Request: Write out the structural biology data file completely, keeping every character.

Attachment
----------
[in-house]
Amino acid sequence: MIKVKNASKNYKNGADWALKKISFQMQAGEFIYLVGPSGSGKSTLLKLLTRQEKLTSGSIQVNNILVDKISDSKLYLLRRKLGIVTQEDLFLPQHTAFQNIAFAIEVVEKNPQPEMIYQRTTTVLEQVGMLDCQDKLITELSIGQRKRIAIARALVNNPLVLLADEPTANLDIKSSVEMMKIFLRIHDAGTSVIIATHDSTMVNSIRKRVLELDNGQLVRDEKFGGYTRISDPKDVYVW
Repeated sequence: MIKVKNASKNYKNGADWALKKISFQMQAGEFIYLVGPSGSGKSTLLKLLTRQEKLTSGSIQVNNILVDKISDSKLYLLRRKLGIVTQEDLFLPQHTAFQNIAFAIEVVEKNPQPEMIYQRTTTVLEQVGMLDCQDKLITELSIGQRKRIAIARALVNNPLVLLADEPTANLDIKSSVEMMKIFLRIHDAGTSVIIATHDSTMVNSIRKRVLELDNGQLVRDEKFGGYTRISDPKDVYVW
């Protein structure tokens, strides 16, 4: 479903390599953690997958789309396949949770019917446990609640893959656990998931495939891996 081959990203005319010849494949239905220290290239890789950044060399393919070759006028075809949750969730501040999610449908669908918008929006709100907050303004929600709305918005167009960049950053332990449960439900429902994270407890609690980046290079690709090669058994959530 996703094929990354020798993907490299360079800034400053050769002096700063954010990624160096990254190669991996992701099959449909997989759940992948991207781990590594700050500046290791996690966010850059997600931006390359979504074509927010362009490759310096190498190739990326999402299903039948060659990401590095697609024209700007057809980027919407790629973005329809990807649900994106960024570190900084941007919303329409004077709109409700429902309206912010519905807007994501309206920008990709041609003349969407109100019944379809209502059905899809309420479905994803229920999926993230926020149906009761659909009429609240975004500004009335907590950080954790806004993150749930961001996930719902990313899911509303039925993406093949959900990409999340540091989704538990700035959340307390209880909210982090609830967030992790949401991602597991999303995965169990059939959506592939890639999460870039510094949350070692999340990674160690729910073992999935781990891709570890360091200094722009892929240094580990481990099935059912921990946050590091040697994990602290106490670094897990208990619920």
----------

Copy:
[in-house]
Amino acid sequence: MIKVKNASKNYKNGADWALKKISFQMQAGEFIYLVGPSGSGKSTLLKLLTRQEKLTSGSIQVNNILVDKISDSKLYLLRRKLGIVTQEDLFLPQHTAFQNIAFAIEVVEKNPQPEMIYQRTTTVLEQVGMLDCQDKLITELSIGQRKRIAIARALVNNPLVLLADEPTANLDIKSSVEMMKIFLRIHDAGTSVIIATHDSTMVNSIRKRVLELDNGQLVRDEKFGGYTRISDPKDVYVW
Repeated sequence: MIKVKNASKNYKNGADWALKKISFQMQAGEFIYLVGPSGSGKSTLLKLLTRQEKLTSGSIQVNNILVDKISDSKLYLLRRKLGIVTQEDLFLPQHTAFQNIAFAIEVVEKNPQPEMIYQRTTTVLEQVGMLDCQDKLITELSIGQRKRIAIARALVNNPLVLLADEPTANLDIKSSVEMMKIFLRIHDAGTSVIIATHDSTMVNSIRKRVLELDNGQLVRDEKFGGYTRISDPKDVYVW
């Protein structure tokens, strides 16, 4: 479903390599953690997958789309396949949770019917446990609640893959656990998931495939891996 081959990203005319010849494949239905220290290239890789950044060399393919070759006028075809949750969730501040999610449908669908918008929006709100907050303004929600709305918005167009960049950053332990449960439900429902994270407890609690980046290079690709090669058994959530 996703094929990354020798993907490299360079800034400053050769002096700063954010990624160096990254190669991996992701099959449909997989759940992948991207781990590594700050500046290791996690966010850059997600931006390359979504074509927010362009490759310096190498190739990326999402299903039948060659990401590095697609024209700007057809980027919407790629973005329809990807649900994106960024570190900084941007919303329409004077709109409700429902309206912010519905807007994501309206920008990709041609003349969407109100019944379809209502059905899809309420479905994803229920999926993230926020149906009761659909009429609240975004500004009335907590950080954790806004993150749930961001996930719902990313899911509303039925993406093949959900990409999340540091989704538990700035959340307390209880909210982090609830967030992790949401991602597991999303995965169990059939959506592939890639999460870039510094949350070692999340990674160690729910073992999935781990891709570890360091200094722009892929240094580990481990099935059912921990946050590091040697994990602290106490670094897990208990619920």